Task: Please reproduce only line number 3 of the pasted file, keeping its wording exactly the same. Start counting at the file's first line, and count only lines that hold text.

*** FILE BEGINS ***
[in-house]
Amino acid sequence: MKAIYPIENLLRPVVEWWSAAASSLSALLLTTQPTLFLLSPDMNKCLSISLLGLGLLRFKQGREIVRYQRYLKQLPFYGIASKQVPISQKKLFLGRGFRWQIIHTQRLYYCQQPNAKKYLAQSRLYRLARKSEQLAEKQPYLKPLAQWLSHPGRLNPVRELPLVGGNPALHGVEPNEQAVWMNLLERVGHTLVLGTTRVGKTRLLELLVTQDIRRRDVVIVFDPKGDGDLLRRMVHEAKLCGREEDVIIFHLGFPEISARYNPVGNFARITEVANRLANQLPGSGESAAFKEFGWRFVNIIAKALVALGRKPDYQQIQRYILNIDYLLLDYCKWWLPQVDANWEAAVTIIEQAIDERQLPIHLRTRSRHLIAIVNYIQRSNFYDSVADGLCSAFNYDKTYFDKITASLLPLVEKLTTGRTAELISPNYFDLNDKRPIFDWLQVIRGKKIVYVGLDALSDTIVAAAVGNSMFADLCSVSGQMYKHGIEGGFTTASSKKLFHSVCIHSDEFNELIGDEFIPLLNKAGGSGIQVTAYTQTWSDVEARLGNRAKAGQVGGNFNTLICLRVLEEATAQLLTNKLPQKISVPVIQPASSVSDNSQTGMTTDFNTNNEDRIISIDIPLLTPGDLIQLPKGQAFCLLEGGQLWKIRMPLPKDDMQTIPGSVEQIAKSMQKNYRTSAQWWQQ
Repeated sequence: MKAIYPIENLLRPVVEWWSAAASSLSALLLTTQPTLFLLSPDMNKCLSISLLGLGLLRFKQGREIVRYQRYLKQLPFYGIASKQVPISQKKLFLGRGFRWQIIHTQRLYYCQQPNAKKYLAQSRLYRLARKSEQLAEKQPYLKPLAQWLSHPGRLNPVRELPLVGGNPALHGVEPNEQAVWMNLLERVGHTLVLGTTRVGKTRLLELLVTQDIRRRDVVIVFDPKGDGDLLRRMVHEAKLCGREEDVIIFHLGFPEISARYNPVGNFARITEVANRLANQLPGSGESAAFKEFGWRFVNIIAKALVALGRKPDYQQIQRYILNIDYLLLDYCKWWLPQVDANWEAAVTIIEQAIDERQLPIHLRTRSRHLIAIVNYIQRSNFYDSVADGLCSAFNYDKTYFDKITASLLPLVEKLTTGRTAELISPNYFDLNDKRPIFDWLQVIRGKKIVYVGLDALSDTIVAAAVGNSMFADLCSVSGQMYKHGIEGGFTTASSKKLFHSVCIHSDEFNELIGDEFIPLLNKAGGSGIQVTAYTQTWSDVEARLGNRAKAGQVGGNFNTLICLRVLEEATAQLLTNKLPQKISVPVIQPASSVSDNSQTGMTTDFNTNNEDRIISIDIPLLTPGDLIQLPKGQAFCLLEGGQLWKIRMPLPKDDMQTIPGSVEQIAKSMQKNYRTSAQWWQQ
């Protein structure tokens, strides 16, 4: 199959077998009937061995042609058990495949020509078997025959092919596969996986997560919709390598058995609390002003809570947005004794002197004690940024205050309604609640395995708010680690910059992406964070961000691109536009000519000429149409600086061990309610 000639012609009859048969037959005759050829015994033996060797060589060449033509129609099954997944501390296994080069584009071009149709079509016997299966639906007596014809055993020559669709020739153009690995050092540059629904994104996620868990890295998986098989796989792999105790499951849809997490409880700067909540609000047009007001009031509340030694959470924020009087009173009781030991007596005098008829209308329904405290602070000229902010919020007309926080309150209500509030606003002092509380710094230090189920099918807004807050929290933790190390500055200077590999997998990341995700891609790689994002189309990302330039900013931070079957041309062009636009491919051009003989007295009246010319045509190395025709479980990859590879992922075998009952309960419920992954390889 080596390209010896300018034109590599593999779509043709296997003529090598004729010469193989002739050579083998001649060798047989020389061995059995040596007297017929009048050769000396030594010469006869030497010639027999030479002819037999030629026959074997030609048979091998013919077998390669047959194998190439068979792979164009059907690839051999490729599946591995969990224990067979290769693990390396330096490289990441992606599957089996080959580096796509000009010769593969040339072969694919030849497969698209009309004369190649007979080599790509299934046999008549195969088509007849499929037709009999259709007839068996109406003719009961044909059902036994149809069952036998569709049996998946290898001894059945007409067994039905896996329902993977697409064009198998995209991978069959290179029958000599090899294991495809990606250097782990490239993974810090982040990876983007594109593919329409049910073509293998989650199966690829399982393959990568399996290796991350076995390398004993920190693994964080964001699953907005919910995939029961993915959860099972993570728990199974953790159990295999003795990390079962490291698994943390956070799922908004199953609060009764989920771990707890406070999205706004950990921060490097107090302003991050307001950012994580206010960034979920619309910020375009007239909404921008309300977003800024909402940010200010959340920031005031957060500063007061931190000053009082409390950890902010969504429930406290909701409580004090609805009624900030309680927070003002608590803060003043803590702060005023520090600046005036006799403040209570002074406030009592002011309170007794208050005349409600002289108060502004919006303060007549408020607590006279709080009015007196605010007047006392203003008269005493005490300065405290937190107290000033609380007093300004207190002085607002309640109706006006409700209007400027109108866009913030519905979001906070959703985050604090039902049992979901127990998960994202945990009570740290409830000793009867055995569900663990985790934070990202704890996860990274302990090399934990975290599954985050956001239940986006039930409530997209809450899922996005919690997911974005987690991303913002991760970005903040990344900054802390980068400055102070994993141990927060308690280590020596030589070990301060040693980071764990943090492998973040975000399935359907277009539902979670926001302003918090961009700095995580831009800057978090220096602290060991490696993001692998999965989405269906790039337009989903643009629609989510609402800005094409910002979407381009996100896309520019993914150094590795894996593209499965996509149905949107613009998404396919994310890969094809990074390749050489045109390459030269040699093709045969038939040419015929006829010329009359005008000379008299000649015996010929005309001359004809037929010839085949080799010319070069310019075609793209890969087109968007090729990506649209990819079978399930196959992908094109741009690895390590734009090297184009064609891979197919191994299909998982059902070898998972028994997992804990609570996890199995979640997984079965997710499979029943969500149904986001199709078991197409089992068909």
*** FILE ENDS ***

Repeated sequence: MKAIYPIENLLRPVVEWWSAAASSLSALLLTTQPTLFLLSPDMNKCLSISLLGLGLLRFKQGREIVRYQRYLKQLPFYGIASKQVPISQKKLFLGRGFRWQIIHTQRLYYCQQPNAKKYLAQSRLYRLARKSEQLAEKQPYLKPLAQWLSHPGRLNPVRELPLVGGNPALHGVEPNEQAVWMNLLERVGHTLVLGTTRVGKTRLLELLVTQDIRRRDVVIVFDPKGDGDLLRRMVHEAKLCGREEDVIIFHLGFPEISARYNPVGNFARITEVANRLANQLPGSGESAAFKEFGWRFVNIIAKALVALGRKPDYQQIQRYILNIDYLLLDYCKWWLPQVDANWEAAVTIIEQAIDERQLPIHLRTRSRHLIAIVNYIQRSNFYDSVADGLCSAFNYDKTYFDKITASLLPLVEKLTTGRTAELISPNYFDLNDKRPIFDWLQVIRGKKIVYVGLDALSDTIVAAAVGNSMFADLCSVSGQMYKHGIEGGFTTASSKKLFHSVCIHSDEFNELIGDEFIPLLNKAGGSGIQVTAYTQTWSDVEARLGNRAKAGQVGGNFNTLICLRVLEEATAQLLTNKLPQKISVPVIQPASSVSDNSQTGMTTDFNTNNEDRIISIDIPLLTPGDLIQLPKGQAFCLLEGGQLWKIRMPLPKDDMQTIPGSVEQIAKSMQKNYRTSAQWWQQ